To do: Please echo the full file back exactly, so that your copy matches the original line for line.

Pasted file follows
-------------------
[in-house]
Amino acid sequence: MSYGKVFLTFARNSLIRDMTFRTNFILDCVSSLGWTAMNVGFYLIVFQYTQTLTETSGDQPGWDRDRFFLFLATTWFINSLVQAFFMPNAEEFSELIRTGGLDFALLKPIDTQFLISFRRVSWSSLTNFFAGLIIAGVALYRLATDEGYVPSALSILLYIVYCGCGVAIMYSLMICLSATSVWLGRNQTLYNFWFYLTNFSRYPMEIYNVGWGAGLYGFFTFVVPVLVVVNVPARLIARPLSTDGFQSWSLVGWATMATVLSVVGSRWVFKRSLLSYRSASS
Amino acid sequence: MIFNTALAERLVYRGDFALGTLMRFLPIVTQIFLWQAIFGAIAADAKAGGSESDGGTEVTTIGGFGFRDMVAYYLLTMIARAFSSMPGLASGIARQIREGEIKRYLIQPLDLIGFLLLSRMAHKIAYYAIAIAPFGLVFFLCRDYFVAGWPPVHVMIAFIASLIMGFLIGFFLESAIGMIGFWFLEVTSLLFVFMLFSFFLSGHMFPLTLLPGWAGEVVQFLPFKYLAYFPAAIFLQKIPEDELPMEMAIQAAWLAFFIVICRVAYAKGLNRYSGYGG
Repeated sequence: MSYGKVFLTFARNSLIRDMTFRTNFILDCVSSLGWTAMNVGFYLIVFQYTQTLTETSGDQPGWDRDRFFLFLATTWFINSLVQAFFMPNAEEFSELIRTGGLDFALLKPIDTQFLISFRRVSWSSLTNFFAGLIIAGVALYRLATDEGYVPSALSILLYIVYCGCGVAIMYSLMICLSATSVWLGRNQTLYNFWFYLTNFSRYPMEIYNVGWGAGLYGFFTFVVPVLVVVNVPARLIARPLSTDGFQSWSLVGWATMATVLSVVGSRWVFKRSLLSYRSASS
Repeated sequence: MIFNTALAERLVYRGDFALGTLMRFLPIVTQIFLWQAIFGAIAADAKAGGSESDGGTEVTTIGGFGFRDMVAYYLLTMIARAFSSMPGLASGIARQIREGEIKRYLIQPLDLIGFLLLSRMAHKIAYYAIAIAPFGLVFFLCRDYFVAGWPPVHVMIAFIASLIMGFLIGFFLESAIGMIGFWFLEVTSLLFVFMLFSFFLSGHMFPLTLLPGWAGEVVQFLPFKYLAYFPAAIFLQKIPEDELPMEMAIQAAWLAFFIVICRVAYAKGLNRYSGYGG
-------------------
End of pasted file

[in-house]
Amino acid sequence: MSYGKVFLTFARNSLIRDMTFRTNFILDCVSSLGWTAMNVGFYLIVFQYTQTLTETSGDQPGWDRDRFFLFLATTWFINSLVQAFFMPNAEEFSELIRTGGLDFALLKPIDTQFLISFRRVSWSSLTNFFAGLIIAGVALYRLATDEGYVPSALSILLYIVYCGCGVAIMYSLMICLSATSVWLGRNQTLYNFWFYLTNFSRYPMEIYNVGWGAGLYGFFTFVVPVLVVVNVPARLIARPLSTDGFQSWSLVGWATMATVLSVVGSRWVFKRSLLSYRSASS
Amino acid sequence: MIFNTALAERLVYRGDFALGTLMRFLPIVTQIFLWQAIFGAIAADAKAGGSESDGGTEVTTIGGFGFRDMVAYYLLTMIARAFSSMPGLASGIARQIREGEIKRYLIQPLDLIGFLLLSRMAHKIAYYAIAIAPFGLVFFLCRDYFVAGWPPVHVMIAFIASLIMGFLIGFFLESAIGMIGFWFLEVTSLLFVFMLFSFFLSGHMFPLTLLPGWAGEVVQFLPFKYLAYFPAAIFLQKIPEDELPMEMAIQAAWLAFFIVICRVAYAKGLNRYSGYGG
Repeated sequence: MSYGKVFLTFARNSLIRDMTFRTNFILDCVSSLGWTAMNVGFYLIVFQYTQTLTETSGDQPGWDRDRFFLFLATTWFINSLVQAFFMPNAEEFSELIRTGGLDFALLKPIDTQFLISFRRVSWSSLTNFFAGLIIAGVALYRLATDEGYVPSALSILLYIVYCGCGVAIMYSLMICLSATSVWLGRNQTLYNFWFYLTNFSRYPMEIYNVGWGAGLYGFFTFVVPVLVVVNVPARLIARPLSTDGFQSWSLVGWATMATVLSVVGSRWVFKRSLLSYRSASS
Repeated sequence: MIFNTALAERLVYRGDFALGTLMRFLPIVTQIFLWQAIFGAIAADAKAGGSESDGGTEVTTIGGFGFRDMVAYYLLTMIARAFSSMPGLASGIARQIREGEIKRYLIQPLDLIGFLLLSRMAHKIAYYAIAIAPFGLVFFLCRDYFVAGWPPVHVMIAFIASLIMGFLIGFFLESAIGMIGFWFLEVTSLLFVFMLFSFFLSGHMFPLTLLPGWAGEVVQFLPFKYLAYFPAAIFLQKIPEDELPMEMAIQAAWLAFFIVICRVAYAKGLNRYSGYGG